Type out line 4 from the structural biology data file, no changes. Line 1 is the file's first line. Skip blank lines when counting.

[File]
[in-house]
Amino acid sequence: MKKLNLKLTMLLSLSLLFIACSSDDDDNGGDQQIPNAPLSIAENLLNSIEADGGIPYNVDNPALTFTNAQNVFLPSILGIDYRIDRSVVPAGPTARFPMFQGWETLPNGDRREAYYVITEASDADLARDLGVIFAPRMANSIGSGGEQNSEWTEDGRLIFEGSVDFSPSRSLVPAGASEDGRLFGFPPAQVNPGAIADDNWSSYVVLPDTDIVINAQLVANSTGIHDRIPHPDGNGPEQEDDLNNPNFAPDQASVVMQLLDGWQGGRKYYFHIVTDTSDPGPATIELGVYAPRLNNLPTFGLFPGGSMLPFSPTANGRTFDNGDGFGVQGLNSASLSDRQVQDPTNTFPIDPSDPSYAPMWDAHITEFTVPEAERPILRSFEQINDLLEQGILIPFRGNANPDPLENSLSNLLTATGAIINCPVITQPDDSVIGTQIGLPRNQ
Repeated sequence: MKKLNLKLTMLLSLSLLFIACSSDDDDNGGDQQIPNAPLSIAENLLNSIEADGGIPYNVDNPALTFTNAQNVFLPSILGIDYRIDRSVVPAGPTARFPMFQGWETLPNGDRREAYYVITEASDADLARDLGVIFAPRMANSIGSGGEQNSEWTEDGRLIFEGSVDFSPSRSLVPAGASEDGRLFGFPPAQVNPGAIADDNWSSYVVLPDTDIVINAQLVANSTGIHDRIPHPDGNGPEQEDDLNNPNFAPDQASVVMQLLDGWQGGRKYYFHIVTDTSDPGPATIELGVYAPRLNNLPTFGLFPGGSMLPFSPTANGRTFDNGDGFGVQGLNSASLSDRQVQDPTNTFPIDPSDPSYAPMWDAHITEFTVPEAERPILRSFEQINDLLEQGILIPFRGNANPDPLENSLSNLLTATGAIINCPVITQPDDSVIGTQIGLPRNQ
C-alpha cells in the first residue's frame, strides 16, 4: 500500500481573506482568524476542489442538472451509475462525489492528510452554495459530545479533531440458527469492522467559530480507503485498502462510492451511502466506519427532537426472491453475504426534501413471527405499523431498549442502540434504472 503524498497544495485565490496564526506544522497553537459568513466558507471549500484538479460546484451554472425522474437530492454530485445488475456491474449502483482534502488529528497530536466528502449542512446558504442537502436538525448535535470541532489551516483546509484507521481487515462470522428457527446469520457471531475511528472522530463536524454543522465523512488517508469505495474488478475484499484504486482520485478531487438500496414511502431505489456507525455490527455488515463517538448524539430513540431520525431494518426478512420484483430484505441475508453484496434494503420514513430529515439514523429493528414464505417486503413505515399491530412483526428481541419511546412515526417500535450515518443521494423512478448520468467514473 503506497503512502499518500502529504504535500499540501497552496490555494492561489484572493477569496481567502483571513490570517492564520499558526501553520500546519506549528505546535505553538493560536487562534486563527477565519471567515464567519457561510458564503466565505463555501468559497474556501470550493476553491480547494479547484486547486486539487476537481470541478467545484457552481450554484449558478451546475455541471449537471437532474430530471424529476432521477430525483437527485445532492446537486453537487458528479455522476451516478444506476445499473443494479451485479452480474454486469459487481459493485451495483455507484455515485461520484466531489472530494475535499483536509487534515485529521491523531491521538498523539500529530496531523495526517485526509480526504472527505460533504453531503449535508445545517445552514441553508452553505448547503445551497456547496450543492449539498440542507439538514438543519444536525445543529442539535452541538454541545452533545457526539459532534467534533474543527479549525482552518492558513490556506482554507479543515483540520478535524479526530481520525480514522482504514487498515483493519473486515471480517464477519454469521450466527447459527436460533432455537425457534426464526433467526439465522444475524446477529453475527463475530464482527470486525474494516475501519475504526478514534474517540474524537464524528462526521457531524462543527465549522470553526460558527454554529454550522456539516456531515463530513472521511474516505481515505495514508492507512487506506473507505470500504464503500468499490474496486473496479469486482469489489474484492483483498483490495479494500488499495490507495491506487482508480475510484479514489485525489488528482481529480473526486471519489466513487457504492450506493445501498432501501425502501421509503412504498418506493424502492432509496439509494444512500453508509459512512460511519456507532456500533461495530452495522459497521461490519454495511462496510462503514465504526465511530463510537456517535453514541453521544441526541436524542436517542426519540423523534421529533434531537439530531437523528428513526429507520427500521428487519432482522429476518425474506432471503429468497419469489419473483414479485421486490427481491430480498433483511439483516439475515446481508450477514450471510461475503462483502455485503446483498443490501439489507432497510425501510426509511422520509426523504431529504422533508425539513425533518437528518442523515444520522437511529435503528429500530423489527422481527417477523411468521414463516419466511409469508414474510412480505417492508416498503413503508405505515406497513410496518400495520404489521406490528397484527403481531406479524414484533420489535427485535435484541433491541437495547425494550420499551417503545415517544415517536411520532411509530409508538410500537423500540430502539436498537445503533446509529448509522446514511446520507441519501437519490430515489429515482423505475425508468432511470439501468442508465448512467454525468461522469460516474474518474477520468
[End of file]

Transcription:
C-alpha cells in the first residue's frame, strides 16, 4: 500500500481573506482568524476542489442538472451509475462525489492528510452554495459530545479533531440458527469492522467559530480507503485498502462510492451511502466506519427532537426472491453475504426534501413471527405499523431498549442502540434504472 503524498497544495485565490496564526506544522497553537459568513466558507471549500484538479460546484451554472425522474437530492454530485445488475456491474449502483482534502488529528497530536466528502449542512446558504442537502436538525448535535470541532489551516483546509484507521481487515462470522428457527446469520457471531475511528472522530463536524454543522465523512488517508469505495474488478475484499484504486482520485478531487438500496414511502431505489456507525455490527455488515463517538448524539430513540431520525431494518426478512420484483430484505441475508453484496434494503420514513430529515439514523429493528414464505417486503413505515399491530412483526428481541419511546412515526417500535450515518443521494423512478448520468467514473 503506497503512502499518500502529504504535500499540501497552496490555494492561489484572493477569496481567502483571513490570517492564520499558526501553520500546519506549528505546535505553538493560536487562534486563527477565519471567515464567519457561510458564503466565505463555501468559497474556501470550493476553491480547494479547484486547486486539487476537481470541478467545484457552481450554484449558478451546475455541471449537471437532474430530471424529476432521477430525483437527485445532492446537486453537487458528479455522476451516478444506476445499473443494479451485479452480474454486469459487481459493485451495483455507484455515485461520484466531489472530494475535499483536509487534515485529521491523531491521538498523539500529530496531523495526517485526509480526504472527505460533504453531503449535508445545517445552514441553508452553505448547503445551497456547496450543492449539498440542507439538514438543519444536525445543529442539535452541538454541545452533545457526539459532534467534533474543527479549525482552518492558513490556506482554507479543515483540520478535524479526530481520525480514522482504514487498515483493519473486515471480517464477519454469521450466527447459527436460533432455537425457534426464526433467526439465522444475524446477529453475527463475530464482527470486525474494516475501519475504526478514534474517540474524537464524528462526521457531524462543527465549522470553526460558527454554529454550522456539516456531515463530513472521511474516505481515505495514508492507512487506506473507505470500504464503500468499490474496486473496479469486482469489489474484492483483498483490495479494500488499495490507495491506487482508480475510484479514489485525489488528482481529480473526486471519489466513487457504492450506493445501498432501501425502501421509503412504498418506493424502492432509496439509494444512500453508509459512512460511519456507532456500533461495530452495522459497521461490519454495511462496510462503514465504526465511530463510537456517535453514541453521544441526541436524542436517542426519540423523534421529533434531537439530531437523528428513526429507520427500521428487519432482522429476518425474506432471503429468497419469489419473483414479485421486490427481491430480498433483511439483516439475515446481508450477514450471510461475503462483502455485503446483498443490501439489507432497510425501510426509511422520509426523504431529504422533508425539513425533518437528518442523515444520522437511529435503528429500530423489527422481527417477523411468521414463516419466511409469508414474510412480505417492508416498503413503508405505515406497513410496518400495520404489521406490528397484527403481531406479524414484533420489535427485535435484541433491541437495547425494550420499551417503545415517544415517536411520532411509530409508538410500537423500540430502539436498537445503533446509529448509522446514511446520507441519501437519490430515489429515482423505475425508468432511470439501468442508465448512467454525468461522469460516474474518474477520468